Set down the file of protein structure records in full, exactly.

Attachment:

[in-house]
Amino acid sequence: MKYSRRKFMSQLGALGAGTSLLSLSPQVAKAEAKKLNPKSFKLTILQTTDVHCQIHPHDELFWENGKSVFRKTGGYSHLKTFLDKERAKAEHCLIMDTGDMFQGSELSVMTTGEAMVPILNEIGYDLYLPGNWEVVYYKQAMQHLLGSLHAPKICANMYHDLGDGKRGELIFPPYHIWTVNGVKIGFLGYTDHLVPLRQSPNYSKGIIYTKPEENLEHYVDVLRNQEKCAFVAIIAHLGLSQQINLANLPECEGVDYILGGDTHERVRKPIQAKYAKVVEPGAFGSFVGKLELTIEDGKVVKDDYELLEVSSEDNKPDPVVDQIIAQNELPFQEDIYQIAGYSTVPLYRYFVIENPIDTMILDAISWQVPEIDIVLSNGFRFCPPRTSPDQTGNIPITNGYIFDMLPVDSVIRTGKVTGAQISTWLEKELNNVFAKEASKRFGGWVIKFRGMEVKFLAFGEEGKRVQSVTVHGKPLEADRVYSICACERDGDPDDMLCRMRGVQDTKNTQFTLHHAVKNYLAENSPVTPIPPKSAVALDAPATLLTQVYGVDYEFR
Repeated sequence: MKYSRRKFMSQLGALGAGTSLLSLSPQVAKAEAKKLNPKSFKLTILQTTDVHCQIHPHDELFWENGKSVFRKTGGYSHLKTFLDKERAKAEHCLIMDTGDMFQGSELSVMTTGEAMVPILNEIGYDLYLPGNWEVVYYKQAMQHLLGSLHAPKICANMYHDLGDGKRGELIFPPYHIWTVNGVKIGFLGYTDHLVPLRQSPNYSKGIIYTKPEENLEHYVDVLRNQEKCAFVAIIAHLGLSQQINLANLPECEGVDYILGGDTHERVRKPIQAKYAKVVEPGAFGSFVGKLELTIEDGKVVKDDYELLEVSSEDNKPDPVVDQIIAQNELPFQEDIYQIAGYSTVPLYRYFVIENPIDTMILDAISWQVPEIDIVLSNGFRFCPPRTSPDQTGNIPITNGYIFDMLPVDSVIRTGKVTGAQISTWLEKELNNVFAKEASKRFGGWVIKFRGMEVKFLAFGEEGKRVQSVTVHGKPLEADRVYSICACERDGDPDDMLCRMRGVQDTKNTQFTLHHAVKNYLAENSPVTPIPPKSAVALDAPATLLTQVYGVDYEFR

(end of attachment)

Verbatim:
[in-house]
Amino acid sequence: MKYSRRKFMSQLGALGAGTSLLSLSPQVAKAEAKKLNPKSFKLTILQTTDVHCQIHPHDELFWENGKSVFRKTGGYSHLKTFLDKERAKAEHCLIMDTGDMFQGSELSVMTTGEAMVPILNEIGYDLYLPGNWEVVYYKQAMQHLLGSLHAPKICANMYHDLGDGKRGELIFPPYHIWTVNGVKIGFLGYTDHLVPLRQSPNYSKGIIYTKPEENLEHYVDVLRNQEKCAFVAIIAHLGLSQQINLANLPECEGVDYILGGDTHERVRKPIQAKYAKVVEPGAFGSFVGKLELTIEDGKVVKDDYELLEVSSEDNKPDPVVDQIIAQNELPFQEDIYQIAGYSTVPLYRYFVIENPIDTMILDAISWQVPEIDIVLSNGFRFCPPRTSPDQTGNIPITNGYIFDMLPVDSVIRTGKVTGAQISTWLEKELNNVFAKEASKRFGGWVIKFRGMEVKFLAFGEEGKRVQSVTVHGKPLEADRVYSICACERDGDPDDMLCRMRGVQDTKNTQFTLHHAVKNYLAENSPVTPIPPKSAVALDAPATLLTQVYGVDYEFR
Repeated sequence: MKYSRRKFMSQLGALGAGTSLLSLSPQVAKAEAKKLNPKSFKLTILQTTDVHCQIHPHDELFWENGKSVFRKTGGYSHLKTFLDKERAKAEHCLIMDTGDMFQGSELSVMTTGEAMVPILNEIGYDLYLPGNWEVVYYKQAMQHLLGSLHAPKICANMYHDLGDGKRGELIFPPYHIWTVNGVKIGFLGYTDHLVPLRQSPNYSKGIIYTKPEENLEHYVDVLRNQEKCAFVAIIAHLGLSQQINLANLPECEGVDYILGGDTHERVRKPIQAKYAKVVEPGAFGSFVGKLELTIEDGKVVKDDYELLEVSSEDNKPDPVVDQIIAQNELPFQEDIYQIAGYSTVPLYRYFVIENPIDTMILDAISWQVPEIDIVLSNGFRFCPPRTSPDQTGNIPITNGYIFDMLPVDSVIRTGKVTGAQISTWLEKELNNVFAKEASKRFGGWVIKFRGMEVKFLAFGEEGKRVQSVTVHGKPLEADRVYSICACERDGDPDDMLCRMRGVQDTKNTQFTLHHAVKNYLAENSPVTPIPPKSAVALDAPATLLTQVYGVDYEFR